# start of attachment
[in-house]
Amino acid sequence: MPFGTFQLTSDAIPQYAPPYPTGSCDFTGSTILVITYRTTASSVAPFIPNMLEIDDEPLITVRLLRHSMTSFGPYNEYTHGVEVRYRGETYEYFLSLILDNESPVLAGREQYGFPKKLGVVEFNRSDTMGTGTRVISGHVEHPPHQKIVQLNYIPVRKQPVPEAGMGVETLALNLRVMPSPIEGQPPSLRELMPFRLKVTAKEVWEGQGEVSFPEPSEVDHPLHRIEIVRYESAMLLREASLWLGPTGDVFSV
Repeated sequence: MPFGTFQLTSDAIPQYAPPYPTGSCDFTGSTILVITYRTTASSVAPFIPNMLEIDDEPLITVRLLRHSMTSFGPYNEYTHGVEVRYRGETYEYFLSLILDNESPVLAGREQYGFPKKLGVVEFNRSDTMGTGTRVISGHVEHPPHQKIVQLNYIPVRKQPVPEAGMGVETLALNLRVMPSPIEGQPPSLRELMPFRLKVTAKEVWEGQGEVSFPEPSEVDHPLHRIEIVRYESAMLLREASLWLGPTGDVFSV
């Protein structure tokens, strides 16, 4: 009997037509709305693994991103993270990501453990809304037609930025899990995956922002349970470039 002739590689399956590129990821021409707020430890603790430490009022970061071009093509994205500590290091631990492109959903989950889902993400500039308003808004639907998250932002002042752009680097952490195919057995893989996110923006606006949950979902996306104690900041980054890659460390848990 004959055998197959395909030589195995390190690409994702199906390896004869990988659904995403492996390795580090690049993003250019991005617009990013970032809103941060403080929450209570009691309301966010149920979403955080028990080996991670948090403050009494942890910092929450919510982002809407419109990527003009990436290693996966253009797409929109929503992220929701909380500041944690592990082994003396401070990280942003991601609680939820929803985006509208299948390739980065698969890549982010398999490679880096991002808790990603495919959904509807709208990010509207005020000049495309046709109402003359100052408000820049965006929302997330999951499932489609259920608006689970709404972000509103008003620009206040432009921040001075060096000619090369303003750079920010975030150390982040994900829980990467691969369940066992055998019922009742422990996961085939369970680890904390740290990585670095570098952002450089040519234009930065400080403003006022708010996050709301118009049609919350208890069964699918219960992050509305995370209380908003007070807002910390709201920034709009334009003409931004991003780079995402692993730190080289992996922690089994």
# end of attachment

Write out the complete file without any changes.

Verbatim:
[in-house]
Amino acid sequence: MPFGTFQLTSDAIPQYAPPYPTGSCDFTGSTILVITYRTTASSVAPFIPNMLEIDDEPLITVRLLRHSMTSFGPYNEYTHGVEVRYRGETYEYFLSLILDNESPVLAGREQYGFPKKLGVVEFNRSDTMGTGTRVISGHVEHPPHQKIVQLNYIPVRKQPVPEAGMGVETLALNLRVMPSPIEGQPPSLRELMPFRLKVTAKEVWEGQGEVSFPEPSEVDHPLHRIEIVRYESAMLLREASLWLGPTGDVFSV
Repeated sequence: MPFGTFQLTSDAIPQYAPPYPTGSCDFTGSTILVITYRTTASSVAPFIPNMLEIDDEPLITVRLLRHSMTSFGPYNEYTHGVEVRYRGETYEYFLSLILDNESPVLAGREQYGFPKKLGVVEFNRSDTMGTGTRVISGHVEHPPHQKIVQLNYIPVRKQPVPEAGMGVETLALNLRVMPSPIEGQPPSLRELMPFRLKVTAKEVWEGQGEVSFPEPSEVDHPLHRIEIVRYESAMLLREASLWLGPTGDVFSV
């Protein structure tokens, strides 16, 4: 009997037509709305693994991103993270990501453990809304037609930025899990995956922002349970470039 002739590689399956590129990821021409707020430890603790430490009022970061071009093509994205500590290091631990492109959903989950889902993400500039308003808004639907998250932002002042752009680097952490195919057995893989996110923006606006949950979902996306104690900041980054890659460390848990 004959055998197959395909030589195995390190690409994702199906390896004869990988659904995403492996390795580090690049993003250019991005617009990013970032809103941060403080929450209570009691309301966010149920979403955080028990080996991670948090403050009494942890910092929450919510982002809407419109990527003009990436290693996966253009797409929109929503992220929701909380500041944690592990082994003396401070990280942003991601609680939820929803985006509208299948390739980065698969890549982010398999490679880096991002808790990603495919959904509807709208990010509207005020000049495309046709109402003359100052408000820049965006929302997330999951499932489609259920608006689970709404972000509103008003620009206040432009921040001075060096000619090369303003750079920010975030150390982040994900829980990467691969369940066992055998019922009742422990996961085939369970680890904390740290990585670095570098952002450089040519234009930065400080403003006022708010996050709301118009049609919350208890069964699918219960992050509305995370209380908003007070807002910390709201920034709009334009003409931004991003780079995402692993730190080289992996922690089994």